It is almost odd that Wikipedia carries an entry for something as abstract and self-reflexive as ‘untitled’, however the oracle of all contemporary knowledge determines that, “…the word untitled* refers to something that has no title. Default-titled computer documents, works of art, musical works and other works can be untitled [the permissive tense?]. Generally, an untitled work is the result of a conscious choice by the artist or creator not to apply a title [a-hah!]”. The entry continues with a table of contents listing “works with the title ‘Untitled’, and offering the following choices: “Music, Albums [BINGO!], Songs, Television, Film or Art”. The true complexity of ‘untitled’ lies in untitled being loaded-up with parentheses, particularly inverted commas, or not, indicating employment of the word as an adjective or noun, also seemingly denoting intentionality, casuality or, more specifically, an intentionally affected casuality. The most profound example of this appears to be a band called “Untitled” who released their first untitled album in 2000. Of the fifteen tracks on their first untitled album, the first thirteen were untitled, leaving tracks fourteen and fifteen bearing the titles of “Untitled track 14 and 15”. Intentionality, in this case, is of course the embodiment of willing perversity, the choice of no names as names, nothing as things.
This is effectively the strategy Kevin Cosgrove has adopted for his first untitled [?] solo exhibition of paintings at mother’s tankstation. His particular solution of the dilemma of over-arching or thematic titling is pitched right in between the states of information and no-information – perhaps disinformation. The untitled first album simultaneously reveals as much as it occludes, holding its guard whilst providing just enough coded information to tease the potential viewer with a clear mental picture of absolutely nothing at all. One thing is clear, the exhibition is of course not an album, however, what Cosgrove economically gives us to know is that this is the first of a number of somethings, that there is a clear intention of many more and that although it comprises a number of discrete units, it also functions as a collection, collective or hive.
Cosgrove’s carefully understated paintings are also compelling individually, but together they make up an ingenuously coherent body of work. His relatively traditional upbringing in a mining community in the central heartlands of Ireland has instilled a strong sense of survival, craft and industry into his skilfully austere and muted canvases of under-populated workplaces: factories, workshops, industrial yards and offices. The notions of (perhaps out-moded) ‘proper’ work and the oral communication of skills, from generation to generation, are fundamental to his paintings, which can be art-historically contexualised by an extensive framework of artists who have explored the social structures and the nobility – or otherwise – of labour, linking Corot, Courbet and Manet to the Euston Road School and extending even as far as the anonymous artists of Soviet and Chinese social realism. Similarly, Cosgrove sees himself as craftsman, or artisan, and accordingly his art is superbly constructed and carefully articulated. Crudely speaking, Cosgrove’s practice falls into the categories of realism or representational painting, however these are difficult terms, as they are by definition relative and constantly re-defined. Ironically, realism – although often treated by Cosgrove in the abstract – cannot be referred to as such. Nor is it, in this case, a synonym for naturalism or illusionism, however, in certain senses the paintings in this show can be considered as a mirror held up to his particular world of industrial middle Ireland.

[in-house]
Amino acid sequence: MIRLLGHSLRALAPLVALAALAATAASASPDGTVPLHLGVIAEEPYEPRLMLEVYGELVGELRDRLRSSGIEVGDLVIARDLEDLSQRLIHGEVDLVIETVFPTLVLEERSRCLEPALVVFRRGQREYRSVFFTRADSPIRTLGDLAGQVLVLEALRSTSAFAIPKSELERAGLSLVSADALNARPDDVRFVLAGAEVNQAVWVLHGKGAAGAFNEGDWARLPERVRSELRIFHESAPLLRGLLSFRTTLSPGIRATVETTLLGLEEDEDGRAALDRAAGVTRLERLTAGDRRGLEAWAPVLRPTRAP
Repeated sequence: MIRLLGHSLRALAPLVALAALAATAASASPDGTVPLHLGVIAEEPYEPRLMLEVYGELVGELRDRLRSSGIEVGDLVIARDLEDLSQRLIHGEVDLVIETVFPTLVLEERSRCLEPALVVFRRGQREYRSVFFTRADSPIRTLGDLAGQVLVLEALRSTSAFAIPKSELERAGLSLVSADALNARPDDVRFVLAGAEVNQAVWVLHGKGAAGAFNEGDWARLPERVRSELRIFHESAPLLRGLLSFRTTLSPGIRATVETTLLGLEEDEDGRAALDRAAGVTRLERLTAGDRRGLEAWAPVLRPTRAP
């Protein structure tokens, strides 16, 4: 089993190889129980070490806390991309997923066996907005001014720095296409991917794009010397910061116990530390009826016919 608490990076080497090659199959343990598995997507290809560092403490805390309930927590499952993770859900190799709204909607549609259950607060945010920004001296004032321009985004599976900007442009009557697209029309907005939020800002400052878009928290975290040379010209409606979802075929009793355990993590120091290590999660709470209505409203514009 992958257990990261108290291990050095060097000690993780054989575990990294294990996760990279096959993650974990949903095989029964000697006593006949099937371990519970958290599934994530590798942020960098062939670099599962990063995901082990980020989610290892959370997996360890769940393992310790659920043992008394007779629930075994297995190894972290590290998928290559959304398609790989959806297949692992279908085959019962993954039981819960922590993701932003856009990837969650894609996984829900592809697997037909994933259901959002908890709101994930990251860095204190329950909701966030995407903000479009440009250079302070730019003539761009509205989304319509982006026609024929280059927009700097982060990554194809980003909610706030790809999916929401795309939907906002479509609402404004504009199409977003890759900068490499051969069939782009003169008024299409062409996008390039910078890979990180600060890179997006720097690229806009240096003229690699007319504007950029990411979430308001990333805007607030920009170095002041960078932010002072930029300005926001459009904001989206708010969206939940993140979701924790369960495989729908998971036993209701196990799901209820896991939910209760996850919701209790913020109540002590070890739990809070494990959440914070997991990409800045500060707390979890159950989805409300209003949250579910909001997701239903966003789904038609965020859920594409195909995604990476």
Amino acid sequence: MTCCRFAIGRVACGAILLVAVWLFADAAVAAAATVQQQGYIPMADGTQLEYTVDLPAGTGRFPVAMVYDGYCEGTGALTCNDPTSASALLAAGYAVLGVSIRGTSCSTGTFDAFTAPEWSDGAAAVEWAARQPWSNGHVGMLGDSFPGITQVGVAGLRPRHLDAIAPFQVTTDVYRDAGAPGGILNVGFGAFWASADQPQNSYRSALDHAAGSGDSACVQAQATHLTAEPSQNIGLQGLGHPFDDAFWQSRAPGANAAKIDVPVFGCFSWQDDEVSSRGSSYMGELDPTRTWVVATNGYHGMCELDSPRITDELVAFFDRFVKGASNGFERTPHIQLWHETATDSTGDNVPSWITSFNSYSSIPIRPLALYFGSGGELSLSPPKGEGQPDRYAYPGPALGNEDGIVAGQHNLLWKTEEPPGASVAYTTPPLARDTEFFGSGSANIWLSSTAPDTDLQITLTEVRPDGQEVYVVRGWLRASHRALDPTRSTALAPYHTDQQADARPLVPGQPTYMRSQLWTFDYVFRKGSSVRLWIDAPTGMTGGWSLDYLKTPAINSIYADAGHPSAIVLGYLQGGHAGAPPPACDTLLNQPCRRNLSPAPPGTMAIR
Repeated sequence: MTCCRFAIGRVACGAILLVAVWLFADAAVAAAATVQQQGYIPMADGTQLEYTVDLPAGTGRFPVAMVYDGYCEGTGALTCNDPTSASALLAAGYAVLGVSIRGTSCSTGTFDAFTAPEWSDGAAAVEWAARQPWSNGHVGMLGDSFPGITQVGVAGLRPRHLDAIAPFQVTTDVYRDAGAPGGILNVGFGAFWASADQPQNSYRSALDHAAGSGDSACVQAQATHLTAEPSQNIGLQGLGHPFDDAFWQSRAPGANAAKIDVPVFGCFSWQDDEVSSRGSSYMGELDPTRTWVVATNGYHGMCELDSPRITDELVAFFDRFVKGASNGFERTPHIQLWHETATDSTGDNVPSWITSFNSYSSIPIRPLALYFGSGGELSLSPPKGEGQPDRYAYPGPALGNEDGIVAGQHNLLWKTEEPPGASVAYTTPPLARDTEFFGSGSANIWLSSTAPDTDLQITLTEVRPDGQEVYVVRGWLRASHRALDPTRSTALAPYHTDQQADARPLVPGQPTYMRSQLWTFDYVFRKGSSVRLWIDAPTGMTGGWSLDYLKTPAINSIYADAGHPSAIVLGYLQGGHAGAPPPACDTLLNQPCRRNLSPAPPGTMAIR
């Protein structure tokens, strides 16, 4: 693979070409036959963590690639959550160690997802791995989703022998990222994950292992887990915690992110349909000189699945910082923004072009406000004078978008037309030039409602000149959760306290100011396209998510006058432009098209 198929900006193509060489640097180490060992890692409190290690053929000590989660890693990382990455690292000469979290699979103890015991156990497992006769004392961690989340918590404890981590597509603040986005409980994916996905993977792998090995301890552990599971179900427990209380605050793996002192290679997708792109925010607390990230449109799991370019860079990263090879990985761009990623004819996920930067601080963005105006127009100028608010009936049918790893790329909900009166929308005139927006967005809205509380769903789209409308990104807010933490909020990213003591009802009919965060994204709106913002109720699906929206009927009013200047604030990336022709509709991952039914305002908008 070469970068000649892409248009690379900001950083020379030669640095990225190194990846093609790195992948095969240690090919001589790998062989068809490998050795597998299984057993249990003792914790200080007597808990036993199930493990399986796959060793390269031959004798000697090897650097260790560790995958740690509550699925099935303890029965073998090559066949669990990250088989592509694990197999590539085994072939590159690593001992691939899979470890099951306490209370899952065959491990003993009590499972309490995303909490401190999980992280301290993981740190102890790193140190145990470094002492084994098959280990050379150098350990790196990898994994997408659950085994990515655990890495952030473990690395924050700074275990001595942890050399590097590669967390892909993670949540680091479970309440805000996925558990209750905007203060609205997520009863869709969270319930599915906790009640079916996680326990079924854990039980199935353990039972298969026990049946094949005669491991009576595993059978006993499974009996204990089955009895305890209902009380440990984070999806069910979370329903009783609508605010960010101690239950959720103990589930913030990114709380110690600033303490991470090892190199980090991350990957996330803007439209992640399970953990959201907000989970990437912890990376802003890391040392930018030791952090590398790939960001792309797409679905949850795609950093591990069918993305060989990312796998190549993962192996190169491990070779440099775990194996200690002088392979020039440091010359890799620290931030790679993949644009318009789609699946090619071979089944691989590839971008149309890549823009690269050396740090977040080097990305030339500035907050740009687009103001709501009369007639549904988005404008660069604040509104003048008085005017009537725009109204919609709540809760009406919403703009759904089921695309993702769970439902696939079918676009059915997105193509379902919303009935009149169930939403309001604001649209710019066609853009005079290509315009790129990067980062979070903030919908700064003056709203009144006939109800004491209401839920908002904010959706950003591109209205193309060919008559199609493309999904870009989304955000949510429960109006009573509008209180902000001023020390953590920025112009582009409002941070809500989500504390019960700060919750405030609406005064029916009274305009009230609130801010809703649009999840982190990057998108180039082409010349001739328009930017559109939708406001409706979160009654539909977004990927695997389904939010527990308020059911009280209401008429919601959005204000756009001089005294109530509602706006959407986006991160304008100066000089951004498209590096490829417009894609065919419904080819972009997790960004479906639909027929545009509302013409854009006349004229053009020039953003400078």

Although very young, Cosgrove has already been noted as an artist of great promise with a mature quality of observational noticing as well as being a superb painter of light. However, his focus is drawn to the buzzing green-white fluorescence of contemporary factory spaces rather than the pathos of natural light. When we do see this in his canvases it appears as a cruel burning-white invasion from a threateningly implied exterior world, eroding its way into the relative safety of the over-familiar interiors through corrugated plastic skylights, distant and high windows or warehouse doors left ajar.
Since graduating from the NCAD in 2007, Kevin Cosgrove has quickly established a critical reputation, with his work already represented in important collections in Germany, Italy and the USA. He exhibited a solo presentation of his practice at the Next art fair in Chicago (2008) and has participated in a number of curated group exhibitions including Menschheit at mother’s tankstation and Dead Center / Marginal Notes at Western Exhibitions, Chicago.